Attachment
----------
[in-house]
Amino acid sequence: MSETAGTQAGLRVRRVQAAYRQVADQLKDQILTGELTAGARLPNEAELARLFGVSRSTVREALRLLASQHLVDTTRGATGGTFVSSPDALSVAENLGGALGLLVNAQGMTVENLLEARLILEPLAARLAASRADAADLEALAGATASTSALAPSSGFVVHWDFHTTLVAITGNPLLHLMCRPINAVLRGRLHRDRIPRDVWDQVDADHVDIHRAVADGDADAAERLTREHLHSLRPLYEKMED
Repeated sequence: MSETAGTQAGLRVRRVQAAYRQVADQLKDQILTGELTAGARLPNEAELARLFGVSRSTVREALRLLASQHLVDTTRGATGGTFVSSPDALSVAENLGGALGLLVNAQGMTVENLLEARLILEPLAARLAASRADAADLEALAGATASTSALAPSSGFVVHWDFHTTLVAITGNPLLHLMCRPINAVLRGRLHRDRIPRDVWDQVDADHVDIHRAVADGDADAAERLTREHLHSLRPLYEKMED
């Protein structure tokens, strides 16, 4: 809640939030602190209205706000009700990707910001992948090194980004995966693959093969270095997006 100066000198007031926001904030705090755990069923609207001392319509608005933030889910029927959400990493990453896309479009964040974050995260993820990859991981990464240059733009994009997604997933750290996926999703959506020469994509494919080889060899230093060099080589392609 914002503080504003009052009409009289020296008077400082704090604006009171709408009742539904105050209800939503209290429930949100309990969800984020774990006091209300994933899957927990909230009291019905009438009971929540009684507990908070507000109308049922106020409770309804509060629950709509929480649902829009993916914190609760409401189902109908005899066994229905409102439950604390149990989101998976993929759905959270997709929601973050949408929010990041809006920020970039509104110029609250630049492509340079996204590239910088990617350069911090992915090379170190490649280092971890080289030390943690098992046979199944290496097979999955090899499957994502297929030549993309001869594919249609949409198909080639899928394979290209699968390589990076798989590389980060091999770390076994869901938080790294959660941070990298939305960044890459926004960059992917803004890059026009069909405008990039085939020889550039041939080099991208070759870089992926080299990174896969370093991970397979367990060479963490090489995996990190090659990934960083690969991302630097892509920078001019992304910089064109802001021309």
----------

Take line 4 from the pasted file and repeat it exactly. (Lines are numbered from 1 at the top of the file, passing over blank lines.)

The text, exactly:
């Protein structure tokens, strides 16, 4: 809640939030602190209205706000009700990707910001992948090194980004995966693959093969270095997006 100066000198007031926001904030705090755990069923609207001392319509608005933030889910029927959400990493990453896309479009964040974050995260993820990859991981990464240059733009994009997604997933750290996926999703959506020469994509494919080889060899230093060099080589392609 914002503080504003009052009409009289020296008077400082704090604006009171709408009742539904105050209800939503209290429930949100309990969800984020774990006091209300994933899957927990909230009291019905009438009971929540009684507990908070507000109308049922106020409770309804509060629950709509929480649902829009993916914190609760409401189902109908005899066994229905409102439950604390149990989101998976993929759905959270997709929601973050949408929010990041809006920020970039509104110029609250630049492509340079996204590239910088990617350069911090992915090379170190490649280092971890080289030390943690098992046979199944290496097979999955090899499957994502297929030549993309001869594919249609949409198909080639899928394979290209699968390589990076798989590389980060091999770390076994869901938080790294959660941070990298939305960044890459926004960059992917803004890059026009069909405008990039085939020889550039041939080099991208070759870089992926080299990174896969370093991970397979367990060479963490090489995996990190090659990934960083690969991302630097892509920078001019992304910089064109802001021309």